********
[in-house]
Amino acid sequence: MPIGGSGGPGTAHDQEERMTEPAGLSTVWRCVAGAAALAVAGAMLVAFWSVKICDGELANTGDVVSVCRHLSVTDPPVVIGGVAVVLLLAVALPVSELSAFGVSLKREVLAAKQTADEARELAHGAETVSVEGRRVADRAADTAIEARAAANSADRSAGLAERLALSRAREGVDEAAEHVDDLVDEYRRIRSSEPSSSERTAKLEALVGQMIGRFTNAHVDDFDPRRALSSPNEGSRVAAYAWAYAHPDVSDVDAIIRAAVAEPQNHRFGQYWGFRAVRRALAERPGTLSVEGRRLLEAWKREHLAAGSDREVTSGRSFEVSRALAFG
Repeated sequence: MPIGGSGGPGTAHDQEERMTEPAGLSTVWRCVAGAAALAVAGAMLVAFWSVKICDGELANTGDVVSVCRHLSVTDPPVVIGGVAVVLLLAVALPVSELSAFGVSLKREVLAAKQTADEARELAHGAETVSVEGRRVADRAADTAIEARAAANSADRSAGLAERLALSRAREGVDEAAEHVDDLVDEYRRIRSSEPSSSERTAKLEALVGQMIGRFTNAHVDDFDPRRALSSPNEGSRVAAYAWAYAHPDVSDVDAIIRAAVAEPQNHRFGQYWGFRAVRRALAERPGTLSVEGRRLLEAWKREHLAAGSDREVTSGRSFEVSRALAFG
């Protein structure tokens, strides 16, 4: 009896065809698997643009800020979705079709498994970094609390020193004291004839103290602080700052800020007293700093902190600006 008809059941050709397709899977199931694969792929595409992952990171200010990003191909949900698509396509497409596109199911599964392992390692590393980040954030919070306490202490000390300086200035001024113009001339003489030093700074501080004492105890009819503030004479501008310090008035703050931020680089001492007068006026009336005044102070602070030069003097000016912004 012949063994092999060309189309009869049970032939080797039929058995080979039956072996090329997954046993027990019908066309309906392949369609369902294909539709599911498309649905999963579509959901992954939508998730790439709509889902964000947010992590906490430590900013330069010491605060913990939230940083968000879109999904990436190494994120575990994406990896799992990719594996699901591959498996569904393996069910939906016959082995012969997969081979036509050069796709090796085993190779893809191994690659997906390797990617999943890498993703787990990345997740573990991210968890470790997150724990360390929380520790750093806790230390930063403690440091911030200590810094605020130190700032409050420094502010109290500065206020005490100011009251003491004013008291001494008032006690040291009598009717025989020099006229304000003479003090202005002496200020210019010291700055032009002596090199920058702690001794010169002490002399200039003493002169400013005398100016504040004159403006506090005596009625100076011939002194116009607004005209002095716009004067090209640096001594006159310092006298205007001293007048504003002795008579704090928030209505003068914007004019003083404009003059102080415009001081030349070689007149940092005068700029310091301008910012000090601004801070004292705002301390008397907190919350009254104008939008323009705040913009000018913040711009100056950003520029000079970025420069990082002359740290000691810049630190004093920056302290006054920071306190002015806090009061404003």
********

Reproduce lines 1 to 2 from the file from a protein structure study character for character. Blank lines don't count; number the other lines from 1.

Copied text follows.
[in-house]
Amino acid sequence: MPIGGSGGPGTAHDQEERMTEPAGLSTVWRCVAGAAALAVAGAMLVAFWSVKICDGELANTGDVVSVCRHLSVTDPPVVIGGVAVVLLLAVALPVSELSAFGVSLKREVLAAKQTADEARELAHGAETVSVEGRRVADRAADTAIEARAAANSADRSAGLAERLALSRAREGVDEAAEHVDDLVDEYRRIRSSEPSSSERTAKLEALVGQMIGRFTNAHVDDFDPRRALSSPNEGSRVAAYAWAYAHPDVSDVDAIIRAAVAEPQNHRFGQYWGFRAVRRALAERPGTLSVEGRRLLEAWKREHLAAGSDREVTSGRSFEVSRALAFG